A Bit More Detail

Assorted Personal Notations, Essays, and Other Jottings

Posts Tagged ‘france

[URBAN NOTE] Five city links: New York City, Montréal, Hong Kong, Paris, Narva

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  • Hornet Stories has a list of some of the key LGBTQ destinations in New York City. This is something for my next trip, I think.
  • Robert Everett-Green writes about the transformation of Montréal’s Viauville, once a model neighbourhood funded by 19th century cookie magnate Charles-Théodore Viau, over at The Globe and Mail.
  • Hong Kong is exceptionally pressed for space for housing, making land for commerce all the more difficult to come by. Bloomberg reports</u/.
  • France is planning to make a suburban wasteland in the northeast of the conurbation of Paris over into a vast forest. CityLab reports.
  • DW reports on how, one hundred years after Estonia first became independent, the country’s Russophones, particularly concentrated in the northeastern city of Narva, are now engaging with (and being engaged by) the wider country.

[BLOG] Some Friday links

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  • Bad Astronomer Phil Plait shares photos of rings around a distant galaxy’s central black hole.
  • Inspired by Finland’s Olympic team, the Toronto Public Library’s The Buzz shares some interesting books on knitting and for knitters.
  • Centauri Dreams notes the surprising news that the Milky Way and Andromeda galaxies actually have the same mass. This changes everything about what was thought about the future of the Local Group. D-Brief also reports on this news.
  • JSTOR Daily notes how the conversion of tobacco fields into solar farms is not just potentially life-saving but economically viable, too.
  • Language Hat rounds up links relevant to the discovery, by field linguists, of the Malaysian language of Jedek.
  • Lingua Franca, at the Chronicle of Higher Education, shares a story from Lucy Ferris of Paris of old and the bookstore Shakespeare and Company.
  • The LRB Blog notes that the privatization of military officers’ housing in the United Kingdom was another disaster.
  • Marginal Revolution considers if Los Angeles is the most right-wing major American city, and what that actually means.
  • The Power and the Money’s Noel Maurer notes that, even in the face of subsidence in Groningen around gas fields and cheap wind energy, even the Netherlands is not moving away from oil and gas.
  • Drew Rowsome reports on porn star/actor Chris Harder and his new show, Porn To Be A Star. (NSFW.)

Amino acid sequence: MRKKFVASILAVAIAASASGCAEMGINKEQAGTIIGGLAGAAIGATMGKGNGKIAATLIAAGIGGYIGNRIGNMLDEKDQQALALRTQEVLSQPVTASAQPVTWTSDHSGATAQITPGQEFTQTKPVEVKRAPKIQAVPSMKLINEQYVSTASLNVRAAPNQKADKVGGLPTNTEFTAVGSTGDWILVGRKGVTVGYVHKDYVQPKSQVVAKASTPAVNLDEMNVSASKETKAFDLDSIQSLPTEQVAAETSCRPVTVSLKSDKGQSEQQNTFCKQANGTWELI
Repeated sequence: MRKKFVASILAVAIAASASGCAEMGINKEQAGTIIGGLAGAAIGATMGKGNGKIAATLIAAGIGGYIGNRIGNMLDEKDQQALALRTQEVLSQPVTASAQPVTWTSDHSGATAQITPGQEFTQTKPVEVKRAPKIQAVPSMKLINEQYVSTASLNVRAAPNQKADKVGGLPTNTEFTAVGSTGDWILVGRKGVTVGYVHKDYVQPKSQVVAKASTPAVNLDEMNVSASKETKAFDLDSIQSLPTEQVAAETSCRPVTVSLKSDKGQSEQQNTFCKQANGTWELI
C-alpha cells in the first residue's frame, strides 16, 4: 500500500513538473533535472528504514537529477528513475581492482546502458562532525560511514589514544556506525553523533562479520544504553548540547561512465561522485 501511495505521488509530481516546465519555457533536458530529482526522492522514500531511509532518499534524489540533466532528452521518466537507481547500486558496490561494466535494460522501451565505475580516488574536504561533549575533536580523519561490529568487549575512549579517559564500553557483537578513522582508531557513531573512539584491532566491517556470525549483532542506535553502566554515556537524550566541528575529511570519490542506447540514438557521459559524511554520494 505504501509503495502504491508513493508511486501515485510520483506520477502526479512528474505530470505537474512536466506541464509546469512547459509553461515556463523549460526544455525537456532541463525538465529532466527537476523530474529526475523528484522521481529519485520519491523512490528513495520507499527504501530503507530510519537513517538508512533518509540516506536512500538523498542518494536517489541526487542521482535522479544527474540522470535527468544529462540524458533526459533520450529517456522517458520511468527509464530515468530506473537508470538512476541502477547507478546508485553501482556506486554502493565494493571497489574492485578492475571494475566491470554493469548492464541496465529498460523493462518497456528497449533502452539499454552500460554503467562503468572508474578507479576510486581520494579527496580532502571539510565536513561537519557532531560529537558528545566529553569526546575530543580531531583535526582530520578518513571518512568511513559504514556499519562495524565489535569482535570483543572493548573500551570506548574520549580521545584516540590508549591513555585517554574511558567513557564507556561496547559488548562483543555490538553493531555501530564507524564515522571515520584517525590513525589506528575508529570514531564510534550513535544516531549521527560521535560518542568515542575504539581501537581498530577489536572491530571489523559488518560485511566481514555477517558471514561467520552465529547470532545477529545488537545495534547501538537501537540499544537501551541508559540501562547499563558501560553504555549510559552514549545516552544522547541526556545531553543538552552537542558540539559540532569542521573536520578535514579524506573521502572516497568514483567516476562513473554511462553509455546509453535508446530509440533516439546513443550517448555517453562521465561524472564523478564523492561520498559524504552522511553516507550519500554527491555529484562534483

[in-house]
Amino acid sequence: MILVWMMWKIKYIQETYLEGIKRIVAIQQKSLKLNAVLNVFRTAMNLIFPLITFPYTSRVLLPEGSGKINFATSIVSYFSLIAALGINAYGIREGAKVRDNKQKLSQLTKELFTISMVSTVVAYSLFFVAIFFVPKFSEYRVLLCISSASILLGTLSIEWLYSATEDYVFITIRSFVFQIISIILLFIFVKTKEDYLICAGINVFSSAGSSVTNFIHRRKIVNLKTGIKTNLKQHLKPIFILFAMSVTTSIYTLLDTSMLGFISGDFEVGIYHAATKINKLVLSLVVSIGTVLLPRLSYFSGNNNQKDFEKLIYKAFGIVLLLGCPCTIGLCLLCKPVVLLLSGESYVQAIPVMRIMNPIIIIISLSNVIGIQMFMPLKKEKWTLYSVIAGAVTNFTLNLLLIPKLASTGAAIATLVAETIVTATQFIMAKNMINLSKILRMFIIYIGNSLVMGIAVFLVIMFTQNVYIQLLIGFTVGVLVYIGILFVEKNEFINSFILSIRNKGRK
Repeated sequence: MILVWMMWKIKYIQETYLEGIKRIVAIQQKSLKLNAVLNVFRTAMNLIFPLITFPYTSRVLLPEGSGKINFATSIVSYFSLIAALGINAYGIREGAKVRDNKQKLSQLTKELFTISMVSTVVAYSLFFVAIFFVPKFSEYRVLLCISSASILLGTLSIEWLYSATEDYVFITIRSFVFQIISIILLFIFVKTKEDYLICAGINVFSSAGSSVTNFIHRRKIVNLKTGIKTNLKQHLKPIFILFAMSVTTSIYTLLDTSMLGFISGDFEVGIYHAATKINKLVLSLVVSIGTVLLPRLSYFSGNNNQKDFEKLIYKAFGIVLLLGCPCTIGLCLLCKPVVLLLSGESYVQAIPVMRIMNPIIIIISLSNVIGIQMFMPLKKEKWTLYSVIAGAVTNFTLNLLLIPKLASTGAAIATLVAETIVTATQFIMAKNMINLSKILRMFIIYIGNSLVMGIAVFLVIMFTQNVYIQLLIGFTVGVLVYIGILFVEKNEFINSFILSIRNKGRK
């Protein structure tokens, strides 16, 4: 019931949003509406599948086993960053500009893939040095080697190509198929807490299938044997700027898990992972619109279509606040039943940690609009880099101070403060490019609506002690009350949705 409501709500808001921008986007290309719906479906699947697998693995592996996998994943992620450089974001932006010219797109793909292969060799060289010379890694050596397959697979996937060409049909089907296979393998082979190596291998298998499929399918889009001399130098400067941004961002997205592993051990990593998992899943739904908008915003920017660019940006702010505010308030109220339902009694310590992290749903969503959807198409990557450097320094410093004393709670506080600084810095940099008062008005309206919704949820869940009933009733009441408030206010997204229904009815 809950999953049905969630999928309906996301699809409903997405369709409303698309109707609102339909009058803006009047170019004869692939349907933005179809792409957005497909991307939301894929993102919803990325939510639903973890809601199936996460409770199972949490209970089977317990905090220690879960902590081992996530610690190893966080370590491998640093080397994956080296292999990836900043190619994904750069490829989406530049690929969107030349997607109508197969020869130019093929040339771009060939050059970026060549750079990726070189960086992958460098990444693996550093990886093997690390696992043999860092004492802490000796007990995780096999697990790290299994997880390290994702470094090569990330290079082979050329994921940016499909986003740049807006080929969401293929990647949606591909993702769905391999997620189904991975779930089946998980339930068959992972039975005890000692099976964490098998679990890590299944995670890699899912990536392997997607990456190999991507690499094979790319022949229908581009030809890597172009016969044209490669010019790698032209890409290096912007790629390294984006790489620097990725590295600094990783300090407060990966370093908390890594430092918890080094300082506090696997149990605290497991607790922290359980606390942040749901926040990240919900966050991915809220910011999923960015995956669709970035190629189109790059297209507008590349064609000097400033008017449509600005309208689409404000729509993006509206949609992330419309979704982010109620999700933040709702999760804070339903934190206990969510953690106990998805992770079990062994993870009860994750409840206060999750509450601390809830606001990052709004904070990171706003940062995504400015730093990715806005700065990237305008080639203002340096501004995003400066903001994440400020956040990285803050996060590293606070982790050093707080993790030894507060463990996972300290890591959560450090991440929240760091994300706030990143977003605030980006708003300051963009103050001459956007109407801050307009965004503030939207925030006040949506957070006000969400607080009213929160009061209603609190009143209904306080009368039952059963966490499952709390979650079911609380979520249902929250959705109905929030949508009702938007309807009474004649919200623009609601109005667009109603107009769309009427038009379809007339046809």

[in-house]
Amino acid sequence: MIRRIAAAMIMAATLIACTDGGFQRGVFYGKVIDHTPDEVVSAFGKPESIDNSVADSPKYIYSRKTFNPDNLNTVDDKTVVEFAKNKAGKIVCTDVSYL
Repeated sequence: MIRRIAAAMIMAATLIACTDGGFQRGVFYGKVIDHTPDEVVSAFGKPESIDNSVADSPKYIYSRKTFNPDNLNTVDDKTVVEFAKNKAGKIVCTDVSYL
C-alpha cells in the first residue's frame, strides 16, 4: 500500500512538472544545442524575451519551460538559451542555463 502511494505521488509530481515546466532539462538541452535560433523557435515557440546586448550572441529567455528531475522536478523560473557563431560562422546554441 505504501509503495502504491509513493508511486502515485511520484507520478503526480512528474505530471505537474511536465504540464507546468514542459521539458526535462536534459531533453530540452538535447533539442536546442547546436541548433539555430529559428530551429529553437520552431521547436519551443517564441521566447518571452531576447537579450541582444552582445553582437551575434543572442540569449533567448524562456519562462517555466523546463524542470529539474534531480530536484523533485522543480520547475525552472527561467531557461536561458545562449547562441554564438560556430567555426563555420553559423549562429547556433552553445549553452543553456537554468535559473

• Starts With A Bang’s Ethan Siegel examines the factors which distinguish a good scientific theory from a bad one.
  • The Volokh Conspiracy makes a decent argument that the politicized pop culture fandom around supreme court judge Ruth Bader Ginsberg is not good for the future of jurisprudence.
  • John Scalzi, at Whatever, reviews the new Pixel Buds from Google.

[BLOG] Some Wednesday links

  • Charlie Stross at Antipope writes about why he reads so little science fiction these days. (Too little plausible world-building and exploration of our world, he argues.)
  • Bad Astronomer Phil Plait enthuses about the Falcon Heavy launch yesterday, while Lawyers, Guns and Money is much less impressed with the Falcon Heavy launch, calling it representative of the new global plutocracy.
  • The Buzz shares some of the favourite books of 2017 of staff members at the Toronto Public Library.
  • Centauri Dreams examines the recent study providing tantalizing data hinting at the potential environments of the TRAPPIST-1 planets.
  • Cody Delistraty links to an essay of his analyzing the grand strategy of Macron for France, and for Europe.
  • Dangerous Minds reports on how one man’s nostalgia for the 1990s led him to create a video rental store.
  • Gizmodo reports on how scientists made, under conditions of exceptional heat and pressure, a new kind of ice that may exist in the cores of Uranus and Neptune.
  • Hornet Stories takes pointed issue with an astonishingly tone-deaf essay that demonstrates the existence of racism in the leather community.
  • JSTOR Daily links to papers suggesting that referenda are not necessarily good for democracy.
  • Language Hat looks at the surprisingly profound roots of singing in nonsense, in different cultures and over the age of the individual.
  • The LRB Blog reports from a visit paid by one of its writers to the US embassy in London so disdained by Trump.
  • Marginal Revolution links to a paper suggesting that there has been a consistent slowing of gains to life expectancy in rich countries since 1950, hinting perhaps at a maximum lifespan (for now?).
  • Starts With A Bang’s Ethan Siegel notes that the ozone hole has stopped repairing itself, quite possibly because of global warming.
  • Towleroad reports on a sort of brunch-based passing of the torch from the old five castmembers of Queer Eye for the Straight Guy to the new five.